Abstract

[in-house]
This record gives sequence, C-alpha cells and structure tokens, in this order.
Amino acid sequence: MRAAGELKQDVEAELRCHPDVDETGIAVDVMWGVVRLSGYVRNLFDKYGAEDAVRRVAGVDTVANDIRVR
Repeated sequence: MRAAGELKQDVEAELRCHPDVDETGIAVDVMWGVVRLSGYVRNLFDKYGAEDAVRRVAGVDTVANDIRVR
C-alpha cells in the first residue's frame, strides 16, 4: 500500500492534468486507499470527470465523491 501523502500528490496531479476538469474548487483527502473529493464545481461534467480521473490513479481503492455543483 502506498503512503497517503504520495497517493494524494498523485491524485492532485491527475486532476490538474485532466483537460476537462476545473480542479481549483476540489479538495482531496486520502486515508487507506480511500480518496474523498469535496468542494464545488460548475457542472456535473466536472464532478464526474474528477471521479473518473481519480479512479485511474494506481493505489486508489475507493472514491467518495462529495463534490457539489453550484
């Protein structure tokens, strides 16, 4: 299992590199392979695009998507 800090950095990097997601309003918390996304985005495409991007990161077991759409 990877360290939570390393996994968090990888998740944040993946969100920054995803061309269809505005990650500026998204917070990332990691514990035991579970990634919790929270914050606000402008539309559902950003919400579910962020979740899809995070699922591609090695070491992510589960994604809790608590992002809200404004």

Reconciliation of fossil assemblages and sedimentological data with the paleogeography of east-central Europe during the Middle Miocene has yielded a new interpretation about paleotemperature. The Pannonian basinal system of the Paratethys represents an unconventional and complex setting for cool-water carbonate-siliciclastic sedimentation and volcanism. The Middle Miocene Badenian Stage of Hungary is represented by four carbonate microfacies within the Pannonian basinal system. Algal rudstones and floatstones, composed mostly of rhodolites, and bioclastic packstones, grainstones, and wackestones, accumulated in distinct basins within a regional framework of synrift tectonism, volcanism, and siliciclastic sedimentation. The diachronous nature of these deposits reflect the repeated connection and disconnection of the Paratethys. Minimum sediment accumulation rates varied widely within the local basins of deposition (39-40 mm/1000 yr to <1 mm/1000 yr). A temperate-type carbonate basinal system is suggested by variations in faunal diversity, Heterozoan foramol biological associations dominated by red algal sediments, limited development of Porites patch reefs, a relatively high paleolatitude, and higher global sea-level position for the Middle Miocene. Tectonism and the accompanying changes in paleogeography, oceanic circulation, and upwellings of colder water during drowning events may account for the paleoclimate represented by the cool-water carbonate sediments of the Paratethys during the Middle Miocene.

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